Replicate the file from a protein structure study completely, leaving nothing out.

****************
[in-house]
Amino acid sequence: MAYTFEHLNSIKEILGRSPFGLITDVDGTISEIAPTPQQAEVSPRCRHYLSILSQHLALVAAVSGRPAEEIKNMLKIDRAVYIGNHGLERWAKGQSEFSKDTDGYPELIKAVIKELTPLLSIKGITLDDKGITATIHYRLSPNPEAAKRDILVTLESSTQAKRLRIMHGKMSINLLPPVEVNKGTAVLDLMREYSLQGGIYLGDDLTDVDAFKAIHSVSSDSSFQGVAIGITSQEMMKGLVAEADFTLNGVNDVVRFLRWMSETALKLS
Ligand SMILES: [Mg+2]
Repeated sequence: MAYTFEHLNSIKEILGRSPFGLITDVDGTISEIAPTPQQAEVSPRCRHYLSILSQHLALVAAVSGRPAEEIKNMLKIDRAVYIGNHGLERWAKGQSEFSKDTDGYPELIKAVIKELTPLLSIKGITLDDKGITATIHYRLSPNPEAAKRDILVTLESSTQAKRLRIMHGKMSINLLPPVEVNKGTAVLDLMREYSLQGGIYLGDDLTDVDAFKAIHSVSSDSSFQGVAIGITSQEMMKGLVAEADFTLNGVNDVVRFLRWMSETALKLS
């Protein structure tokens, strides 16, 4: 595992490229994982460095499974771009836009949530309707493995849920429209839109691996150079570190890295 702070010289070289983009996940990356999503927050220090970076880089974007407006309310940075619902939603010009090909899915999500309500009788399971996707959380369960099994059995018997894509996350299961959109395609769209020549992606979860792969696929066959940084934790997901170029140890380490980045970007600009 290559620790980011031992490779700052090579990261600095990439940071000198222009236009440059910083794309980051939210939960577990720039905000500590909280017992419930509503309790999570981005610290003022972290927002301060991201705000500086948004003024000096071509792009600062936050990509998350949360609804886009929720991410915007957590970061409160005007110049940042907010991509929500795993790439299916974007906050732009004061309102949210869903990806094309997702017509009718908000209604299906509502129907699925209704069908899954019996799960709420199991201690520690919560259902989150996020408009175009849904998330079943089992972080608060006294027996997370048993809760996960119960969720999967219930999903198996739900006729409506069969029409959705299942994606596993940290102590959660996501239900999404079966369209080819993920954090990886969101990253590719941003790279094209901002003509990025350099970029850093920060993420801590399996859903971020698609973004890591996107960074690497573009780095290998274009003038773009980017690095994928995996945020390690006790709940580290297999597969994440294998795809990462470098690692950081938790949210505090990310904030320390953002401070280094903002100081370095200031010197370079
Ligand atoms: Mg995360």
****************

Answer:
[in-house]
Amino acid sequence: MAYTFEHLNSIKEILGRSPFGLITDVDGTISEIAPTPQQAEVSPRCRHYLSILSQHLALVAAVSGRPAEEIKNMLKIDRAVYIGNHGLERWAKGQSEFSKDTDGYPELIKAVIKELTPLLSIKGITLDDKGITATIHYRLSPNPEAAKRDILVTLESSTQAKRLRIMHGKMSINLLPPVEVNKGTAVLDLMREYSLQGGIYLGDDLTDVDAFKAIHSVSSDSSFQGVAIGITSQEMMKGLVAEADFTLNGVNDVVRFLRWMSETALKLS
Ligand SMILES: [Mg+2]
Repeated sequence: MAYTFEHLNSIKEILGRSPFGLITDVDGTISEIAPTPQQAEVSPRCRHYLSILSQHLALVAAVSGRPAEEIKNMLKIDRAVYIGNHGLERWAKGQSEFSKDTDGYPELIKAVIKELTPLLSIKGITLDDKGITATIHYRLSPNPEAAKRDILVTLESSTQAKRLRIMHGKMSINLLPPVEVNKGTAVLDLMREYSLQGGIYLGDDLTDVDAFKAIHSVSSDSSFQGVAIGITSQEMMKGLVAEADFTLNGVNDVVRFLRWMSETALKLS
């Protein structure tokens, strides 16, 4: 595992490229994982460095499974771009836009949530309707493995849920429209839109691996150079570190890295 702070010289070289983009996940990356999503927050220090970076880089974007407006309310940075619902939603010009090909899915999500309500009788399971996707959380369960099994059995018997894509996350299961959109395609769209020549992606979860792969696929066959940084934790997901170029140890380490980045970007600009 290559620790980011031992490779700052090579990261600095990439940071000198222009236009440059910083794309980051939210939960577990720039905000500590909280017992419930509503309790999570981005610290003022972290927002301060991201705000500086948004003024000096071509792009600062936050990509998350949360609804886009929720991410915007957590970061409160005007110049940042907010991509929500795993790439299916974007906050732009004061309102949210869903990806094309997702017509009718908000209604299906509502129907699925209704069908899954019996799960709420199991201690520690919560259902989150996020408009175009849904998330079943089992972080608060006294027996997370048993809760996960119960969720999967219930999903198996739900006729409506069969029409959705299942994606596993940290102590959660996501239900999404079966369209080819993920954090990886969101990253590719941003790279094209901002003509990025350099970029850093920060993420801590399996859903971020698609973004890591996107960074690497573009780095290998274009003038773009980017690095994928995996945020390690006790709940580290297999597969994440294998795809990462470098690692950081938790949210505090990310904030320390953002401070280094903002100081370095200031010197370079
Ligand atoms: Mg995360």